Love, marriage, affairs, and consequences in the French countryside. You are invited.
Martin Joubert (Fabrice Luchini) left behind his career in publishing and moved from Paris to Normandy to take over the family bakery, accompanied by his oft-annoyed wife, Valerie (Isabelle Candelier), and his underachieving teenage son, Julien (Kacey Mottet Klein). The village where the family resides is beautiful and romantic; their day-to-day lives are mundane.
Then a British couple moves into the country house across the street. Charlie (Jason Flemyng) is a handsome, gregarious fellow entering middle-age. Ah, but his young wife, Gemma Bovery (Gemma Arterton) is perfection. Martin is thunderstruck. It's not just her looks and the way she carries herself, it's also her name: Bovery.
Bovery, which is almost Bovary, which is the name of the lead character in Gustave Flaubert's classic novel, "Madame Bovary." Martin loves Flaubert. He loves "Madame Bovary" and he quickly notices parallels between the life of his new neighbor and the life of the famed heroine. Clearly, Gemma is on her way to ruin. Obviously, Martin must insinuate himself into her life, to rescue her from the literary tragedy that awaits. Martin's wife listens to her husband's rant, then reminds him that he is an idiot. He ignores her, as is his norm, and starts watching and waiting.
The film is not a suspense thriller, by the way. Yes, Martin is kind of skeevy. Yes, he's a stalker. But he isn't violent. His character comes off more like an interesting flake than a villain. Also, you do not need to be familiar with "Madame Bovary" to enjoy the movie.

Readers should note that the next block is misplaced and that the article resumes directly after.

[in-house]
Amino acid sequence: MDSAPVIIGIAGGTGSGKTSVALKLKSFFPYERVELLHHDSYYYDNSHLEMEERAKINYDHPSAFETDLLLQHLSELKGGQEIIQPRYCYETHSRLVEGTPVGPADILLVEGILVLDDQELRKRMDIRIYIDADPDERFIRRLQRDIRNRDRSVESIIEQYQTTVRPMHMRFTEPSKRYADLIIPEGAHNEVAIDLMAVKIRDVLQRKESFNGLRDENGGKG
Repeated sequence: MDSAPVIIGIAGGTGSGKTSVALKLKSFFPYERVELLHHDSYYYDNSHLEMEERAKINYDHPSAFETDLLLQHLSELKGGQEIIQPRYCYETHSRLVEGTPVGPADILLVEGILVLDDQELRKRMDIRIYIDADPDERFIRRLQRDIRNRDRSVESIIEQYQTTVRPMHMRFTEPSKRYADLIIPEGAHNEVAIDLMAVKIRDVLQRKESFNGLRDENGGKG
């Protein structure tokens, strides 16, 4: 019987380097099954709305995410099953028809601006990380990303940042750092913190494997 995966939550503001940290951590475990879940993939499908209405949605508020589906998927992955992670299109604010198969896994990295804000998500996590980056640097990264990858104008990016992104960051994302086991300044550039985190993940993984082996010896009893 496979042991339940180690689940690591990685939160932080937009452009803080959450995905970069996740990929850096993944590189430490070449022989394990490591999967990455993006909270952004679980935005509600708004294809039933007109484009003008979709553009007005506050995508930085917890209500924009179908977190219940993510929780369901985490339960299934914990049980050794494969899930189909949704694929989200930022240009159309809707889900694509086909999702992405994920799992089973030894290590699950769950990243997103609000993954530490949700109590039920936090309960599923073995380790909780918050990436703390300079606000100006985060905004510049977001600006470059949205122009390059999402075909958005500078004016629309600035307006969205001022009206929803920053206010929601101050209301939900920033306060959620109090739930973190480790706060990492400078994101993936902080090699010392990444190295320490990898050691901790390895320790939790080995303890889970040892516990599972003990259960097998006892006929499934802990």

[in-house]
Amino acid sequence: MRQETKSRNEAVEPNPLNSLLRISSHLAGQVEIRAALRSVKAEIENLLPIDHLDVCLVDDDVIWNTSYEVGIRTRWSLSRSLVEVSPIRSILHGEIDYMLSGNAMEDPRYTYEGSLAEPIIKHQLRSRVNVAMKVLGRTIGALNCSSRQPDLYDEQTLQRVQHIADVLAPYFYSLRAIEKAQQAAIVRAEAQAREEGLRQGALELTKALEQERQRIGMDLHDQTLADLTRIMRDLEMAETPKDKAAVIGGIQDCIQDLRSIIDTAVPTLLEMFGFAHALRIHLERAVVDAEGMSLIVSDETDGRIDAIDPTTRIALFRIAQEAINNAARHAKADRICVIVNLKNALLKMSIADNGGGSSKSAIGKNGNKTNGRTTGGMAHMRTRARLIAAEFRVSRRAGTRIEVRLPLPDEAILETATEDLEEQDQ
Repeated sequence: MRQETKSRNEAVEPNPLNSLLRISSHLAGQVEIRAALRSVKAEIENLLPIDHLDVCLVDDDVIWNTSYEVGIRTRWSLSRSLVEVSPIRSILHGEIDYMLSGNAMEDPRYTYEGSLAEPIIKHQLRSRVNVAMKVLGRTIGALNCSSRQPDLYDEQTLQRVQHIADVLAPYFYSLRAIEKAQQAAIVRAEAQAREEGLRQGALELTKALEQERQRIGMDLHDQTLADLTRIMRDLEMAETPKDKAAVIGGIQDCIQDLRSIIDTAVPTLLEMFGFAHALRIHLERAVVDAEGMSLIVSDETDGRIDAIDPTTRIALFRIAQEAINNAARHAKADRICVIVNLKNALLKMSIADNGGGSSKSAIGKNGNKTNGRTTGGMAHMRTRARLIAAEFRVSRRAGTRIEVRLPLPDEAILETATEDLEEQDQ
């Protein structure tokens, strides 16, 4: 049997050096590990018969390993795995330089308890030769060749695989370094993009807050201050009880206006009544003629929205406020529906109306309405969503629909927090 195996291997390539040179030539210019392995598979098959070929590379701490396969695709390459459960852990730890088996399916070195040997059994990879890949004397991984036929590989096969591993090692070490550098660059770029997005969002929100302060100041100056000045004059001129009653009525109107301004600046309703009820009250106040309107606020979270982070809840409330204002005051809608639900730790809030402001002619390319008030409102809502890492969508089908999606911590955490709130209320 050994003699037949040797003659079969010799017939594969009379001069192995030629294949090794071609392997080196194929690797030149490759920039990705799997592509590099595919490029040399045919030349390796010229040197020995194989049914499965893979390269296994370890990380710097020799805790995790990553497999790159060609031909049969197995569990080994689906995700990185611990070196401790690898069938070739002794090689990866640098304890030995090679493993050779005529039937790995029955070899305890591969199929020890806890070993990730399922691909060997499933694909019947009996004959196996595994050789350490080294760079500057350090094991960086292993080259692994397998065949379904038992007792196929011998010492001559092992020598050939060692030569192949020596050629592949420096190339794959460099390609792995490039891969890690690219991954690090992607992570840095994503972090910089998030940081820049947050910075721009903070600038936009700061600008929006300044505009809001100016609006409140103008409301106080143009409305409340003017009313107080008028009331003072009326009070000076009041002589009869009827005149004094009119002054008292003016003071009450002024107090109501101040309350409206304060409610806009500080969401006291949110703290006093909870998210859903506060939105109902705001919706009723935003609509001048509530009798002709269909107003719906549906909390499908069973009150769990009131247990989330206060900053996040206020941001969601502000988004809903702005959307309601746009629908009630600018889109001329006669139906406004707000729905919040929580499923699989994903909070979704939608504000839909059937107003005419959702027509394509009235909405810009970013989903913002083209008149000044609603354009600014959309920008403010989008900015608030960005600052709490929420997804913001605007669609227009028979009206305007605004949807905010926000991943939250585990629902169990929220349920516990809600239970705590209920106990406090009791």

Gemma Bovery is based on the 1999 graphic novel by Posy Simmons. Anne Fontaine directs the film from a screenplay she wrote with Pascal Bonitzer. The movie is in French and English, with subtitles when necessary. Gemma Arterton also starred in Tamara Drewe, Stephen Frears' 2010 film based on another Posy Simmons graphic novel.
I enjoyed spending time in the French countryside. Martin and Gemma discuss how country life is considerably more difficult than outsiders envision it to be, but that bit of verisimilitude just added to the rustic appeal for me. The goings-on within the ensemble cast (I haven't even touched on the actual plot – that long stretch at the beginning of this essay merely covered the setup) are a pleasure to watch. Mind you, the film is small, and the mood frequently drifts toward melancholy, but it's nice to relax and drift away into a sweet, sad place like this.
Besides, there are laughs as well, along with a pretty good sex scene. There's also a segment where Martin shows Gemma the ins and outs of baking, leading to a scene where she kneads a baguette the way Demi Moore and Patrick Swayzee kneaded clay in Ghost. Subtle, it isn't, but it's fun to watch.
Gemma Bovery isn't a must-see movie, but during the summer movie season, where we're bombarded by one noisy extravaganza after another, how nice it is to have a change of pace. All does not end well in Gemma Bovery, but most of the film serves as an agreeable respite from all the blockbusters.